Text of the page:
African Americans Serving in the American Revolution

If you tuned into our “Rev War Revelry” with historian and author John U. Rees on Sunday, you may have heard him mention a few links and a blog where he adds information that did not make it into the book. Or has come to light since the publication of his history “They Were Good Soldiers: African-Americans in the Continental Army, 1775-1783.”

John was nice enough to provide the following as a follow-up for those interested in reading more into the subject.

African Americans Serving in the Armies of the Revolution
(PDF, click here).

Book:

“They Were Good Soldiers”,  

Additional post-publication updates and information: 

List of soldiers and women featured in the book. 

African American soldier-servants. 

African American women with the army. 

Author interviews pertaining to the book. 

Entries for blog:

“More ‘Good Soldiers’”: 

Revised percentages for 1778 army “Return of Negroes.” 

Officers’ observations of black Continental soldiers. 

Ranney’s painting “Cowpens” and black cavalry soldiers. 

List of soldiers and women featured in the book. 

Black Continental soldiers at the Battle of Monmouth. 

Printed 19th century remembrances of black veterans 

Articles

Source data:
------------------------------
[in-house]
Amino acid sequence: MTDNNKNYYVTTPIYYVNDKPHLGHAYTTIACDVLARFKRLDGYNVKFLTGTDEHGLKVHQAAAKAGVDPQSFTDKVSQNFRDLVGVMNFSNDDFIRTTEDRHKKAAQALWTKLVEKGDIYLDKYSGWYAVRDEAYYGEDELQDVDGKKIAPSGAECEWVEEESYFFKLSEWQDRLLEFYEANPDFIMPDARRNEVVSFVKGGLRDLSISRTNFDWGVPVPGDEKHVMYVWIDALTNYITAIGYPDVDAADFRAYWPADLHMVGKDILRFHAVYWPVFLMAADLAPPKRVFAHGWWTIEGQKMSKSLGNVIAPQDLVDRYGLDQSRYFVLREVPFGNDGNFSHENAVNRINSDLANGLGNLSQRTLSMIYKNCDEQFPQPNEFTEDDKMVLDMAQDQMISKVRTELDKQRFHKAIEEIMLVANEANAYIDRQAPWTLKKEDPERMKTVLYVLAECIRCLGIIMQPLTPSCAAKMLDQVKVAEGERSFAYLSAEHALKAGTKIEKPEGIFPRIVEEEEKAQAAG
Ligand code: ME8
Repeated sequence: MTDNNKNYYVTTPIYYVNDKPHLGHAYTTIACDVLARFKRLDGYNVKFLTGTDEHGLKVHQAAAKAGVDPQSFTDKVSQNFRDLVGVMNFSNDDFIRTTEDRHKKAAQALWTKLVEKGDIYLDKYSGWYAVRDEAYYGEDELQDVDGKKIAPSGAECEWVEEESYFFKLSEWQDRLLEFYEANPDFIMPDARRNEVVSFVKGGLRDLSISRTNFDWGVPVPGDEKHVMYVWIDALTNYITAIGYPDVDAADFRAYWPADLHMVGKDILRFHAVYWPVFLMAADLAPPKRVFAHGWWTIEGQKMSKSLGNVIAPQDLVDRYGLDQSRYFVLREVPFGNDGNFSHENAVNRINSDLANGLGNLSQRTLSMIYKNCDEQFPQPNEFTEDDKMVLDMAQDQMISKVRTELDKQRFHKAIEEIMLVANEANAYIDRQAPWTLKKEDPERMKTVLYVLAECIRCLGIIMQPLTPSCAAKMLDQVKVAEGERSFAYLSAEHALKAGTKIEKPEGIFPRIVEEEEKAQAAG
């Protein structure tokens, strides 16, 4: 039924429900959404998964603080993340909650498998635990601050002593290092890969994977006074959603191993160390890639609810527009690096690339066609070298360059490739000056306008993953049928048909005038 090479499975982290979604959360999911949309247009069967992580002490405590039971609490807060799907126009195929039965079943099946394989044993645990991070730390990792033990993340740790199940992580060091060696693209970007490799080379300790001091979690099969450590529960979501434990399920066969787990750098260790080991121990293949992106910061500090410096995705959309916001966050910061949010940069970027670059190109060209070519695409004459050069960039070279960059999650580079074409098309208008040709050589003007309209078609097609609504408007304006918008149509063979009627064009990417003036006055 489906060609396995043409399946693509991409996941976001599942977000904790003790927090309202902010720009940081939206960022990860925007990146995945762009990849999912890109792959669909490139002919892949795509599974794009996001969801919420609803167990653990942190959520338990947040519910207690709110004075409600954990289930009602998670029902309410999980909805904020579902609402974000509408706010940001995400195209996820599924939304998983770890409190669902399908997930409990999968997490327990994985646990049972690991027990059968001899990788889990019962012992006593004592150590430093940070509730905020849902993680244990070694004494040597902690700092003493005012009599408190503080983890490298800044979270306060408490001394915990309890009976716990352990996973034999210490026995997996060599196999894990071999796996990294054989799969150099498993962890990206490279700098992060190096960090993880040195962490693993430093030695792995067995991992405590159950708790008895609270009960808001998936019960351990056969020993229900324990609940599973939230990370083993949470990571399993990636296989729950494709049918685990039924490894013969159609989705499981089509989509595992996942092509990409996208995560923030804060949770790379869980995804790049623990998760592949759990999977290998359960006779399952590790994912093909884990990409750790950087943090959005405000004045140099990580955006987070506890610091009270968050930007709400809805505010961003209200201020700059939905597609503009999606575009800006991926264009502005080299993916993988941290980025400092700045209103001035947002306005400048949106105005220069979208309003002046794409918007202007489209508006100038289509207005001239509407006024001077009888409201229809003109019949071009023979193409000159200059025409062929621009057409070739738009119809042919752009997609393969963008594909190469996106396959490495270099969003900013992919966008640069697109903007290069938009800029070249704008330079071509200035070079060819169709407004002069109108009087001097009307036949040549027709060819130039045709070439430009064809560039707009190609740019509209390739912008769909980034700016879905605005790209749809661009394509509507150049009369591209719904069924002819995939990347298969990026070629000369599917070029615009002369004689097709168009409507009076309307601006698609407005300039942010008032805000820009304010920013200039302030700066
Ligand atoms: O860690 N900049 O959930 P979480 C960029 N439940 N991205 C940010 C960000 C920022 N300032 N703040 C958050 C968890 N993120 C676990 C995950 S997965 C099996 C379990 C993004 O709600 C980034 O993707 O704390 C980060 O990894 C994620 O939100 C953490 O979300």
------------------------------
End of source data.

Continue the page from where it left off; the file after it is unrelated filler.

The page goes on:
Articles the book was based on including African Americans in Southern Continental regiments plus transcribed pension files used for that study.  

Jeffrey Brace, African slave and Continental soldier 

Other authors:  

Black soldier motivations (Scoggins) 

Loyalist Ethiopian Regiment (Copeland) 

Black soldiers at New Windsor cantonment (Thorenz) 

Hannah Till, wartime servant to Washington (Cole) 

Thomas Carney, Maryland Continental (Calder) 

Black Hessians (Jones) 

Military role of black Loyalists (Braisted) 

Author Discussion ERW Facebook Live:

To watch the interview with John, click over to Emerging Revolutionary War’s Facebook page and click on the “Videos” tab. To access the page, click here.

Continental Soldiers
The two of soldiers on the left, drawn in 1781 by French Sublieutenant Jean-Baptiste-Antoine de Verger, Royal Deux-Ponts Regiment, are a private of the Rhode Island Regiment, and a soldier of Hazen’s Canadian Regiment. The next in line is a Virginia rifleman, while the last man is a Continental artileryman. Howard C. Rice and Anne S.K. Brown, eds. and trans., The American Campaigns of Rochambeau’s Army 1780, 1781, 1782, 1783, vol. I (Princeton, N.J. and Providence, R.I.,: Princeton University Press, 1972), between pages 142-143 (description on page xxi). Anne S.K. Brown Military Collection, Brown University.  

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